Shockingly and dangerously submissive.

  6. L.Long says:

    Sorry-arse Police??? How do they accept being laughed at??
    I would not care one bit why they did it, just that setting fire to other property means you are a criminal!

  7. Were the members of the court leftists or liberals? Probably. Islam is the favourite religion of these people. They will forgive Muslims anything and everything, and will constantly make excuses for them no matter what they do.

  8. Trevor Blake says:

    Three lads having a lark, what’s the harm?

    Goodbye, Germany. You did it to yourself. You gave it all away so that you wouldn’t be called bigots, by people who will never stop calling you bigots because it makes you give it all away.

    I’d prefer no special sacred category of hate crime and no special blasphemy law of hate speech. Let arson be arson. All things sacred are exploited by those who see that others hold them sacred. The secular view that nothing is sacred neatly cuts off that avenue of exploitation.

  9. Angela_K says:

    Miss F.R. stop embarrassing yourself. You’ll find the majority of left or centre people are anti-islam – probably the only thing we share with the right. Furthermore, “my enemies enemy is my friend” is appropriate when it comes to religion, they band together to bash atheists, “liberals, LGBT’s etc.

  10. Paul says:

    I am astonished they even used this as a defence or in pathetic mitigation :-
    “They said they weren’t aware that by throwing them they could burn the synagogue or injure other people.”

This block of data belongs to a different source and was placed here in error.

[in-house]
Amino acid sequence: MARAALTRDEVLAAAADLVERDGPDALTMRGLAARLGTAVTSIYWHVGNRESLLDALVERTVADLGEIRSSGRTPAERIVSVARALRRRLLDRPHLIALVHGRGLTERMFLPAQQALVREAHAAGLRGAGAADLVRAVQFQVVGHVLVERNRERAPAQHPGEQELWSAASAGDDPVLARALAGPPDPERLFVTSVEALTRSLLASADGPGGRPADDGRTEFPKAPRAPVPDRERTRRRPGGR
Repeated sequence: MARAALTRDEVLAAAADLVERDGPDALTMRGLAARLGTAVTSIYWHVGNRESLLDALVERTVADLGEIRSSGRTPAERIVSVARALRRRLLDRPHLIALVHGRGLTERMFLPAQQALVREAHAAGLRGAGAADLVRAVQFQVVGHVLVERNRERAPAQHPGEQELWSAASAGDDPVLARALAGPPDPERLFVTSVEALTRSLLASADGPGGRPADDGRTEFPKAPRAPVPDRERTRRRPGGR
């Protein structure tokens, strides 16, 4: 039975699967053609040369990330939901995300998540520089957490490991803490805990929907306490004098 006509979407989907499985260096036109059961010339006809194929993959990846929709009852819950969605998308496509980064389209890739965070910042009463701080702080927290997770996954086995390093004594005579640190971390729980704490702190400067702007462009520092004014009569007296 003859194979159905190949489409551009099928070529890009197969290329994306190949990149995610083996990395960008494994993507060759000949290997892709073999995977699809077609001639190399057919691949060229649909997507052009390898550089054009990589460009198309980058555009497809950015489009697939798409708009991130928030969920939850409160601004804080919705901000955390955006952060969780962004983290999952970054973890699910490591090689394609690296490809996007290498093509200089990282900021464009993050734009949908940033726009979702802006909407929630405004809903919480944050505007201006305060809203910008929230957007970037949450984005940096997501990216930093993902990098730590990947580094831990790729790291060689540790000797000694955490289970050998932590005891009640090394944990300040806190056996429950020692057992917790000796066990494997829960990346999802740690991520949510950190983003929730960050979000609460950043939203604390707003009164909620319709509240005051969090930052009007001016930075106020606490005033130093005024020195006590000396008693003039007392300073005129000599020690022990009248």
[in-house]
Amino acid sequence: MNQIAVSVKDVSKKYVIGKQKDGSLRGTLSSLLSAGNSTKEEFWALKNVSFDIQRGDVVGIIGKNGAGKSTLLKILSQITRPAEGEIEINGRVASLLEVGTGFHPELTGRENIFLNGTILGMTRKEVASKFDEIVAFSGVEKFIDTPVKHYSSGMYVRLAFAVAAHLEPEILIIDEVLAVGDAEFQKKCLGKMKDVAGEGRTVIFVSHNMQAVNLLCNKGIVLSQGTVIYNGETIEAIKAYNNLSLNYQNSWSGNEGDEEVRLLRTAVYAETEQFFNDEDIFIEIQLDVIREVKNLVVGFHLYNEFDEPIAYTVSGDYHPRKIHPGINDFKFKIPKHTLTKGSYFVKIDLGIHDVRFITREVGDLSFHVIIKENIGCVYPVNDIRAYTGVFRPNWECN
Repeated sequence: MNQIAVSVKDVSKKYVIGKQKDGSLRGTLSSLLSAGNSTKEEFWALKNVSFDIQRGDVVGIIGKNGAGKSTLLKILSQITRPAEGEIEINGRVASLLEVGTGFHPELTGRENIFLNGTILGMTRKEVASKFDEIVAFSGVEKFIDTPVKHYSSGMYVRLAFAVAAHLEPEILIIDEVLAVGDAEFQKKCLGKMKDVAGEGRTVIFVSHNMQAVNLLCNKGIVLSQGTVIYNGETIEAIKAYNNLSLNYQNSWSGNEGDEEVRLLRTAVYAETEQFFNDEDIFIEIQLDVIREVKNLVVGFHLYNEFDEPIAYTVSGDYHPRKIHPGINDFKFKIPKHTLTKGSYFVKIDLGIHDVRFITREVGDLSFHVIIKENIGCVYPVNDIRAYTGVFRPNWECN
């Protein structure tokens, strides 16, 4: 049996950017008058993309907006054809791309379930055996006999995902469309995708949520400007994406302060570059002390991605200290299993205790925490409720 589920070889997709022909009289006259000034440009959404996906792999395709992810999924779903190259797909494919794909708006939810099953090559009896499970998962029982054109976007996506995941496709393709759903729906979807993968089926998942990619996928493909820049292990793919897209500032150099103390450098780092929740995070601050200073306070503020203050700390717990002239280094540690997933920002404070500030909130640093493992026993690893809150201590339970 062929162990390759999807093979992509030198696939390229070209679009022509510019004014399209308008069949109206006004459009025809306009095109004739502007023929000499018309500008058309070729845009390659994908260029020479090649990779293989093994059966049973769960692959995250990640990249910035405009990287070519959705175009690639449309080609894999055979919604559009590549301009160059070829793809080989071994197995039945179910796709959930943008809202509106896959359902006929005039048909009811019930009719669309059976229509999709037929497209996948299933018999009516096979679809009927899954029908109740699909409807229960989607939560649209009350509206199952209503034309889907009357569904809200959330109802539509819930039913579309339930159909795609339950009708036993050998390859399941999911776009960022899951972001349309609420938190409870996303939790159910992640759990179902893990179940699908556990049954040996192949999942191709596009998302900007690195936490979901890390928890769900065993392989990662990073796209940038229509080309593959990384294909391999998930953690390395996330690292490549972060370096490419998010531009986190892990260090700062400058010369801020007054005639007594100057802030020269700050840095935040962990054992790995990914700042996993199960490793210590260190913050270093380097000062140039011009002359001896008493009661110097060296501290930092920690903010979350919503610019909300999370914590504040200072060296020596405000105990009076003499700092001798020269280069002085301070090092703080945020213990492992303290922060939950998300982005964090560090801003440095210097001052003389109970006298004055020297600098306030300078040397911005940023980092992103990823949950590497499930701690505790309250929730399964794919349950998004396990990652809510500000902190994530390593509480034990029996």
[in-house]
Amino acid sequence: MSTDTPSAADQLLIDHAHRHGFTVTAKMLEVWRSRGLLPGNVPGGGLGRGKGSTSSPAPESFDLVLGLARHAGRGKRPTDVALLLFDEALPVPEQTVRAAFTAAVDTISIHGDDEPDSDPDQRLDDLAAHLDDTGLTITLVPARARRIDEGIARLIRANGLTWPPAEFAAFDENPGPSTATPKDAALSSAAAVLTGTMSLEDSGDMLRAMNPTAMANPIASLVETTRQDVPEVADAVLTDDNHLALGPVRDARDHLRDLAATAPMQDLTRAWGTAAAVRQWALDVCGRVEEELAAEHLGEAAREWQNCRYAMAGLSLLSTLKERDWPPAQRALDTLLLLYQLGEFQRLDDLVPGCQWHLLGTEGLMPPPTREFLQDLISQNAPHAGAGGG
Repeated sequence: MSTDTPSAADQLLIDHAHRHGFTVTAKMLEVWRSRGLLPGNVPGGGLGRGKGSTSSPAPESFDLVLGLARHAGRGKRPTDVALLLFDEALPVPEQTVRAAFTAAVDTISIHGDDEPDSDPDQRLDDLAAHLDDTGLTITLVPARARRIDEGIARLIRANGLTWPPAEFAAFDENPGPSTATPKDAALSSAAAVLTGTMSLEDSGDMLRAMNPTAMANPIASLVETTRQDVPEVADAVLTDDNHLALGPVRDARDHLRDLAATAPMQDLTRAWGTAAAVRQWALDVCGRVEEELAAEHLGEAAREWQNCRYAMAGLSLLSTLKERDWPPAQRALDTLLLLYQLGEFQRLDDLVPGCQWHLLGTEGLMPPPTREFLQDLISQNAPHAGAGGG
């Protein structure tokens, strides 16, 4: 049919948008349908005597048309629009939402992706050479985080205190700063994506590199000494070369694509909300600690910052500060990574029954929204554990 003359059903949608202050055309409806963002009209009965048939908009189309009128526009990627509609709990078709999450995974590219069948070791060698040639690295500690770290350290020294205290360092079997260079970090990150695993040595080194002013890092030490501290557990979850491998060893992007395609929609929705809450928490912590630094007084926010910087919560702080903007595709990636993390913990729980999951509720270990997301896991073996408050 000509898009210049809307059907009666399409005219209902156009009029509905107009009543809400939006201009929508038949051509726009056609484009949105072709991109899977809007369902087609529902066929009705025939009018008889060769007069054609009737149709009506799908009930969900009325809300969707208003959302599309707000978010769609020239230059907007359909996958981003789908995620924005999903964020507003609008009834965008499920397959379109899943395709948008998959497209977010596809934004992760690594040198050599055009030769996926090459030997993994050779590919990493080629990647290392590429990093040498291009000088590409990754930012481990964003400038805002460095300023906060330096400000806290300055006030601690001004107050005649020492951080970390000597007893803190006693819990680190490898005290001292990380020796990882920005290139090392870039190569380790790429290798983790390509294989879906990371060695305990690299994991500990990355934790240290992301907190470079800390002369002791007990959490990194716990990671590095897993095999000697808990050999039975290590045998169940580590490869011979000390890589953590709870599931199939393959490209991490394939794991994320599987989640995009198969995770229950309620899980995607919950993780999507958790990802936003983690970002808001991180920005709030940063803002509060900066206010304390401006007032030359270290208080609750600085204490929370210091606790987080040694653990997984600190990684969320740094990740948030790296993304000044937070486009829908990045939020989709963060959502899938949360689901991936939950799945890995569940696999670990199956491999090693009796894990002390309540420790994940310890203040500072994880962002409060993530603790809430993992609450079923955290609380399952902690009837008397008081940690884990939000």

What did they expect then – with fire.
    This is unbelievable. Never can arson have any such excuse. In Britain it’s an incredibly dangerous crime just under murder and manslaughter for its severe punishment and I understand always results in a custodial sentce – the Germans clearly think setting fire to a building isn’t that bad. Incredible.

  11. 1859 says:

    Although I don’t have the facts at my fingertips, fire-bombing attacks on houses used for asylum seekers in Germany occurred in the 70’s, 80’s and 90’s – but mostly, in those days, perpetrated by right wing skin heads and neo-nazis – all white of course. Several were caught by the police. What I wonder were the sorts of sentences they received back then? A comparison could be very illuminating.

    The leniency of this court’s decision is disgraceful and does show a quisling fear of an islamic backlash. Understandably, Germans are a people who are extremely sensitive to accusations of being ‘anti-semitic’. Now it looks like that same defensive sensitivity is being transferred to accusations of being ‘islamophobic’.

  12. Frances says:

    The plot has totally not so much been lost but has been thrown out by the globalists who seek to destroy our societies from within.

  13. Gui says:

    So, by the same logic a person can put fire in a mosque to protest against radical muslims or put fire in a catholic cathedral to protest against pedophiles priests?